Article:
A.M.F.: Did you record lots of songs or only a few there?
L.R.: I did several other cuts and I do not know if they have brought them out yet. I just carried on playing and I sang. We spent the whole day in the studio. It was the studios owned by Chess, so we got a free day there.

A.M.F.: So, maybe one of these days we will find a whole CD of yours with that unreleased material.
L.R.: Yes, we probably will.

A.M.F.: Will we find lots of unreleased stuff at Roulettte like Chess?
L.R.: Yeah, there’s a lot of unreleased stuff of mine. Also when I was on Atco Records, a division of Atlantic Records and they kept a lot back in the studio. That’s when I made Louisiana “Red Sings the Blues”.

A.M.F.: I think you also had a good relation with John Lee Hooker and his family.
L.R.: I knew since my days in Detroit, working for the car industry. Before I left Germany I had the pleasure of meeting John Lee Hooker Junior. I knew him since he was a little boy back then and he knew me and had seen me for many years, from back in 1953, or something like that. I was introduced as Louisiana Red. He said “I know, this is my uncle Red”. I said, “Yeah, it’s my nephew”. He honoured me on the stage and he said “Ladies and gentlemen, here is another member of the Hooker family”.

A.M.F.: Why did you have this relationship with him?
L.R.: Because I stayed with Uncle John lots of times. I stayed with Eddie “Guitar” Burns. I was around all those Blues friends. I knew them all at Detroit, like Baby Boy Warren, Bobo Jenkins. I hung around them people. I met Tampa Red before he died, I went to see him and stayed all day in the central nursing home and I said “I love to be around you people. I love to sing and I love the blues”. I wanted to be around blues players.

A.M.F.: The collaboration with Chess, why didn’t you carry on?
L.R.: I didn’t go on because I had to go back to work and at that time I was working in the steel mill and I could not lose my job. I had to go back to Pittsburgh and back to work. My vacation was over. I was 16 years old and working in a steel mill. I was a big boy then. My son is bigger than me, he’s into the piano.

A.M.F.: He could be a basketball player?
L.R.: Yes, but he’s a truck driver, tractor-trailer thing, that’s what he does. He’s operating those things. Then his uncle taught him piano, my ex-brother in law.

A.M.F.: What made you stop playing the guitar during some time?
L.R.: Well I gave it up for about ten years because I was disgusted. I wasn’t given any royalties by the record company and I wasn’t given any prestige and I just gave it up. So one day, a friend of mine, the late Bill Dicey, said “Someone wants to meet you, I’m coming down to get you”. He left his job and his office and came over to New Jersey where I was living and took me to New York and that’s where I met Tony Robertson and Ernie Leadbetter and I met Jim Robertson, that’s her husband, and they owned a record company. They were stockholders, and Kent Cooper, who was the owner. Kent showed me my record that I did back in the 1960’s, yeah, 1968. He said “We’ve been looking for you for years”. I didn’t know that they wanted to find me. That’s when I began to get recognised and we made “Sweet Blood Call”. Eric Burdon took it and made millions out of it. He turned it into rock.

A.M.F.: When you were younger, what made you want to play the guitar?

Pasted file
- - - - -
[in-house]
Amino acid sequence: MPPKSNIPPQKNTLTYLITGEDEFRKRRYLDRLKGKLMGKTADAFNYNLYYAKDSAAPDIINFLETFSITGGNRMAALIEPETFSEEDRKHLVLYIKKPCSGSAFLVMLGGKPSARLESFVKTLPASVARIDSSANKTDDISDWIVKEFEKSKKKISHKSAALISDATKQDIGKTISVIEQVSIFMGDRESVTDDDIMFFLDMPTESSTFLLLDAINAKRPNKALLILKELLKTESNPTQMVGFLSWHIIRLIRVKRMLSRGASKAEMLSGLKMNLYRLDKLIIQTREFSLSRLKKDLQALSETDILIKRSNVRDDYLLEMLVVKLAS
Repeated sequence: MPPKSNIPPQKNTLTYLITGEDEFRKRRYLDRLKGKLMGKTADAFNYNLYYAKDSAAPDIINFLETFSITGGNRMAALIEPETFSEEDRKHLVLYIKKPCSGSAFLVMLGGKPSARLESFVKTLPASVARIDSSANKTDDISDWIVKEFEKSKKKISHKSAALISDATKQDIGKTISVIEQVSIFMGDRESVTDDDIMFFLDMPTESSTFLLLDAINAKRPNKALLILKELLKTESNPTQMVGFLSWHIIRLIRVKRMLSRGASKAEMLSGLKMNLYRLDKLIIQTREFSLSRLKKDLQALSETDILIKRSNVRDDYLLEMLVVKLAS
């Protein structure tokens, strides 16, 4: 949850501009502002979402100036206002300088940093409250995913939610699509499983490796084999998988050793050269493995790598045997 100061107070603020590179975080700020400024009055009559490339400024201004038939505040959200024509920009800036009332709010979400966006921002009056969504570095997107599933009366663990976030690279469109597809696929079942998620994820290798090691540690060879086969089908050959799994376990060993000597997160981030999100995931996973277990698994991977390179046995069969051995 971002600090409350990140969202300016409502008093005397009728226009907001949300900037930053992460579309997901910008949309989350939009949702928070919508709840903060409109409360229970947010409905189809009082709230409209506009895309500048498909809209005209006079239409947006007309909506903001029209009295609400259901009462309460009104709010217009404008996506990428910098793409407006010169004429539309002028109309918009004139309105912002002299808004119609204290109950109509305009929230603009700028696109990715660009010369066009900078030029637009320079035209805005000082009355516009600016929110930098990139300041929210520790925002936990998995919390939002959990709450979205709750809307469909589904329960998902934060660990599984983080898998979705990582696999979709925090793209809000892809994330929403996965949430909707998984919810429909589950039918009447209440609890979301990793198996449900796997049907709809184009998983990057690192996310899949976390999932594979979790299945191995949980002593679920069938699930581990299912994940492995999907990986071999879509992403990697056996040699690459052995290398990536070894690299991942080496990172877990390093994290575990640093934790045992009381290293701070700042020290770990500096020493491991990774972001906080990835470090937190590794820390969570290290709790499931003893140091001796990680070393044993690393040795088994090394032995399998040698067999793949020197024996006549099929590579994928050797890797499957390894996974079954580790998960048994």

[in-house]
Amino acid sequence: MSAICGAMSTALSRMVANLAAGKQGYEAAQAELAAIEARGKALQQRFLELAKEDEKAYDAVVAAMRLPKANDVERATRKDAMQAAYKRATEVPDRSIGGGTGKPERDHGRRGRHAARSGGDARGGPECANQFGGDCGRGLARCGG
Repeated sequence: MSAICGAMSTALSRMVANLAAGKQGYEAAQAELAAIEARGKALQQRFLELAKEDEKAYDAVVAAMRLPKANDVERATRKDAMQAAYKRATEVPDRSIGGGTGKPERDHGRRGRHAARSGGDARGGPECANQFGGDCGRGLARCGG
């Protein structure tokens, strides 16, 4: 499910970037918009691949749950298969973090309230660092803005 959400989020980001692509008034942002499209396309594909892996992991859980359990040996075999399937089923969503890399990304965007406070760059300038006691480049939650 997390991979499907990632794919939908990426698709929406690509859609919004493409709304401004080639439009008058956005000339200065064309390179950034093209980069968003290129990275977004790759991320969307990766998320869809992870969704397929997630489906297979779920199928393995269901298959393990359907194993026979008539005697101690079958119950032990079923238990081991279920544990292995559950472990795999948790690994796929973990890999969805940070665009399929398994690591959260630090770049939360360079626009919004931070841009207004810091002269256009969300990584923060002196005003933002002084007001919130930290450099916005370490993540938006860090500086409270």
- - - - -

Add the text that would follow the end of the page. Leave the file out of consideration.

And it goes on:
L.R.: When I was younger, I used to go round these old street players and used to watch them and I thought “I wish I could do that”. One day, I was on a street in Pittsburgh and I saw a guy playing guitar and I asked him if would teach me to play guitar and he said he would teach me what he knew and just cut me in. I went to that man’s house every day, I mean every evening I was there. His name was Crit Walters, they called him Boy B. I started taking lessons from him. From then I started…no practicing, because you don’t practice blues…I started rehearsing blues, learning different songs and before you knew it I was playing. I used to get on the roof at my uncle’s house with my guitar and play the blues up there. I was about 14. I was a hard worker. Nobody gave me anything, it all came out of my own money. When my aunt put me out and I went on my own and got a place and worked hard down in Mississippi. I met Peg Leg Sam in New York and I drove down to South Carolina to see him. We had a good time and I made a record with him too, “Blowing Train Blues” where he played the harmonica on. He’s gone now. I knew Hammie Nixon, Sleepy John Estes, Eddie Kirkland, Johnny Shines, one of the main influences on Robert Johnson, those two used to run around together. Johnny Shines taught me all about Robert Johnson.

Louisiana Red

A.M.F.: I want to ask you about a song I’ve always liked. It was important for English collectors, it was called “I done wake up”.
L.R.: Oh yeah, that was when I was at Atlas Angletone Records. It was a 45.

A.M.F.: What do you remember about that record?
L.R.: That’s when I first played with James Wayne in New Jersey at Billy’s Night Club,. I asked if I could sit in with him and started playing. Then he invited me to record some songs.

A.M.F.: This song was printed as a single in England in the 1960’s by Sue Records. Have you ever seen it?
L.R.: I haven’t seen that. I gave my aunt a copy of that record and she passed away. When I go to see my cousin in New Jersey I am going to tell him to go up there and get me that record. It’s still brand new and is still in the jacket. I know that collectors would love that. It’s an original pressing, with original jacket. It has never been played.

A.M.F.: What made you write this song?